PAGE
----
Patients who have never had surgery before might be nervous about the process, or might have lots of questions about what to expect. Anxiety is highly common before surgical procedures, but as a hospital administrator, there are many strategies you can use to mitigate that anxiety, and ultimately improve patient outcomes and satisfaction.
There are three main channels you can use to improve patient outcomes and decrease anxiety:
- Doctor, nurse, and staff approaches. First, you’ll need to influence how your doctors, nurses, and other staff members treat people who are about to enter surgery. These are the main people your patients will interact with, so they should be prepared to field their needs and requests.
- Environmental controls. Your hospital’s overall environment can have a major impact on anxiety levels; make sure it’s fully under your control and optimized for patient needs.
- Information availability. The more information a patient has access to, the more comfortable they’re going to feel. The uncertainty of surgical procedures and outcomes is a major source of anxiety.
Through these specific strategies, you can maximize your use of all three available channels:
- Prioritize first-time surgery patients with doctors and staff. Make sure your staff members know that first-time surgery patients are a high priority, and require special care. Surgeons and nurses see dozens of surgery patients a day, both before and after surgery, so the process can be seen coldly, logically, and as a routine. For the surgery patient, however, surgery is a scary and potentially life-changing event. Make sure your staff is equipped to see this perspective.
- Address questions one-on-one (with ample allocated time). Patients with lots of unanswered questions will feel more anxiety than those who feel confident in their understanding of the procedure. Even simple procedures, like snoring surgery or Caesarean sections, may feel overwhelming to the unacquainted. Because you won’t be able to anticipate a patient’s preexisting knowledge, and you may overlook key details because they’ve become routine; it’s important to allocate ample one-on-one time for patients to consider and ask important questions. Make sure your doctors and nurses get the chance to talk with patients this way before surgery.
- Provide multiple outlets for contact and information. Patients may not think of every question they have immediately, and they may prefer one method of contact over another. For this reason, you’ll need to provide many different contact channels and information outlets that give patients the opportunity to get the information they need. This could include offering content on your main website, information via social media, and providing direct contact information for your staff in some cases.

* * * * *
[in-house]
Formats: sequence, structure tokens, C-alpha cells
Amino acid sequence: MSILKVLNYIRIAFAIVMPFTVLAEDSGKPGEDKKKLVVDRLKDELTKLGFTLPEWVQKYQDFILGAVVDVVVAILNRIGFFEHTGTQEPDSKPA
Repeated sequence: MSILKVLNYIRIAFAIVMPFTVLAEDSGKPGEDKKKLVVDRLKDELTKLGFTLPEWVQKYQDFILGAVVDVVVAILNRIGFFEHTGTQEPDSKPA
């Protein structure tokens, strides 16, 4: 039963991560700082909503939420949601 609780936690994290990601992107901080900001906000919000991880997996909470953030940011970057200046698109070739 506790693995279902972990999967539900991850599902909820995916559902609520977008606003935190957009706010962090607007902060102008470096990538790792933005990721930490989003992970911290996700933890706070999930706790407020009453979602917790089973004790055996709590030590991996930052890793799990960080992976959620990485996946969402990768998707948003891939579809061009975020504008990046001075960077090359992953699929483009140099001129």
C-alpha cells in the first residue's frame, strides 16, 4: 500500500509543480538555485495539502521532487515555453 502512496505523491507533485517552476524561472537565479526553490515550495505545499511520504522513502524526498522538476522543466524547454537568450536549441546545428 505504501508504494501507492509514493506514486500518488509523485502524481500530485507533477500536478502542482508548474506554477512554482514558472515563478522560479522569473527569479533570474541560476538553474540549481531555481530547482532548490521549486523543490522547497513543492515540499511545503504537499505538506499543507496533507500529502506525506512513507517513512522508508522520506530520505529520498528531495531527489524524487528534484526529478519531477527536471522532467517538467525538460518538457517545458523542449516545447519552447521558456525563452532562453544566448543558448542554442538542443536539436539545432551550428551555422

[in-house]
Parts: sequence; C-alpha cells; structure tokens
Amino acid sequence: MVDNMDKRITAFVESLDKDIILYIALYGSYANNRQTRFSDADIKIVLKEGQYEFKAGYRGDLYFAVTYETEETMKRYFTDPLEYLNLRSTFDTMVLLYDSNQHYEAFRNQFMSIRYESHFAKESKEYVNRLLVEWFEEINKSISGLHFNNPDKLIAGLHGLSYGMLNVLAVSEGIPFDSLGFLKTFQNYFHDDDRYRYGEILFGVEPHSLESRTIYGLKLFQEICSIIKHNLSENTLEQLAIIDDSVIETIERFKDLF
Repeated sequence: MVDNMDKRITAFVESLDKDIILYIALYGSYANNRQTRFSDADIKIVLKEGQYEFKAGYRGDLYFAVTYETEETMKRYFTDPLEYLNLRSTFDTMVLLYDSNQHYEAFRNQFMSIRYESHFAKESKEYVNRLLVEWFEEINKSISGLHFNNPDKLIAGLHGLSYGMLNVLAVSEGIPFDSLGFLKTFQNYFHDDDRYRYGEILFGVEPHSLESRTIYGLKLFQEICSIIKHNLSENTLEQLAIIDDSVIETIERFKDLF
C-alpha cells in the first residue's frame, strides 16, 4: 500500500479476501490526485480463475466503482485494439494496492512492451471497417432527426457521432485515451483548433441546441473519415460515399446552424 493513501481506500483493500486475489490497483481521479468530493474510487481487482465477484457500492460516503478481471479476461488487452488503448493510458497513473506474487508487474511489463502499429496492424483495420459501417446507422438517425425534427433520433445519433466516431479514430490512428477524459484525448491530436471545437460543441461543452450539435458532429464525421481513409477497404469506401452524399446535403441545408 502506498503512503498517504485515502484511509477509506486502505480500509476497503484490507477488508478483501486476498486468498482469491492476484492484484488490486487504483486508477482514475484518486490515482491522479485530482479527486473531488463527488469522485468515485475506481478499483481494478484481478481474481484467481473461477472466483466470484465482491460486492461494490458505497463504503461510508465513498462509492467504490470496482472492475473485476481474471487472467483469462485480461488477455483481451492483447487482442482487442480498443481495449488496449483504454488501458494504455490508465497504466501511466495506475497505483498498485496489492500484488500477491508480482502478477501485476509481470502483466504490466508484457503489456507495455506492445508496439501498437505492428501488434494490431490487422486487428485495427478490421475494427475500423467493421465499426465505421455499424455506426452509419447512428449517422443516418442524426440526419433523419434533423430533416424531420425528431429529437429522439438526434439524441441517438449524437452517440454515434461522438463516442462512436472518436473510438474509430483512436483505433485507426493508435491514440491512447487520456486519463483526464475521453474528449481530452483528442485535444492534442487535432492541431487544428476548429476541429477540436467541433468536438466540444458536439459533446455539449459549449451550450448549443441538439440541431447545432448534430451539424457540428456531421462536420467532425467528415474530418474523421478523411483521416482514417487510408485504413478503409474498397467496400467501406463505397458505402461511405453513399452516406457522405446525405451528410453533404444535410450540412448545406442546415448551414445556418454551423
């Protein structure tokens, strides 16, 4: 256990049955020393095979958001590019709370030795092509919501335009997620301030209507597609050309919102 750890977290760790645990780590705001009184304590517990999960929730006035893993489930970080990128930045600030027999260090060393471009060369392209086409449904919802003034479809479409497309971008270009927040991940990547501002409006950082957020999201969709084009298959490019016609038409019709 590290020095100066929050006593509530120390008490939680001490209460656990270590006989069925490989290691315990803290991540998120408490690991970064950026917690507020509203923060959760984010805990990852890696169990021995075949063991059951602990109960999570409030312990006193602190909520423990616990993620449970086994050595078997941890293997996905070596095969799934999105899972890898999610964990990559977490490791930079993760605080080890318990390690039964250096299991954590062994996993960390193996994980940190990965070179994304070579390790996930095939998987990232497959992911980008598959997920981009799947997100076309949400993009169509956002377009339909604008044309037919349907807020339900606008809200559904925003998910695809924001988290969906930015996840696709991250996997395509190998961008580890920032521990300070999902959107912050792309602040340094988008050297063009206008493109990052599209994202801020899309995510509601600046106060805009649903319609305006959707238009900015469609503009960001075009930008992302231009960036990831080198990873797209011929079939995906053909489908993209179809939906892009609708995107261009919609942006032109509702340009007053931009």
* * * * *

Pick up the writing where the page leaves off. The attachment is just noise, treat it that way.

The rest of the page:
- Present alternatives with transparency. If you’re recommending surgery, don’t forget to be proactive about the potential alternatives, the potential consequences, and what might happen when the surgery is over. Even if there are options you don’t recommend, patients will feel more comfortable knowing what possibilities lie before them, and will feel more control over the situation.
- Make your hospital more comfortable, however possible. Do what you can to make the hospital more comfortable and more welcoming for your patients. This can include major changes, such as building a new waiting room, or small changes, like including more artwork in the lobby or installing more air temperature and conditional controls for individual rooms. Hospitals and doctor’s offices are places of heightened anxiety for most people, so distinguishing your environment and making it more welcoming can make people feel more at home. With that sense of peace, people will be far more comfortable with the notion of going under the knife.
- Collect patient perspectives through surveys. You can’t truly understand the effectiveness of your strategies until you get information about your patients, and one of the best ways to learn about your patients is to create, distribute, and record the information associated with surveys. After each patient surgery, spend some time, money, and effort ensuring you can anonymously capture their subjective experience, and learn from their feedback. Emphasize the strategies that seemed to help them, and discontinue any strategies that interfered with the process.
There’s no certain or universal way to relieve the anxiety your patients will inevitably feel, but these strategies can relieve at least some of that anxiety, and give them a better overall experience. Better patient experiences mean a better reputation for your hospital, better patient outcomes, and of course, higher patient retention—all of which will help you build a better organization.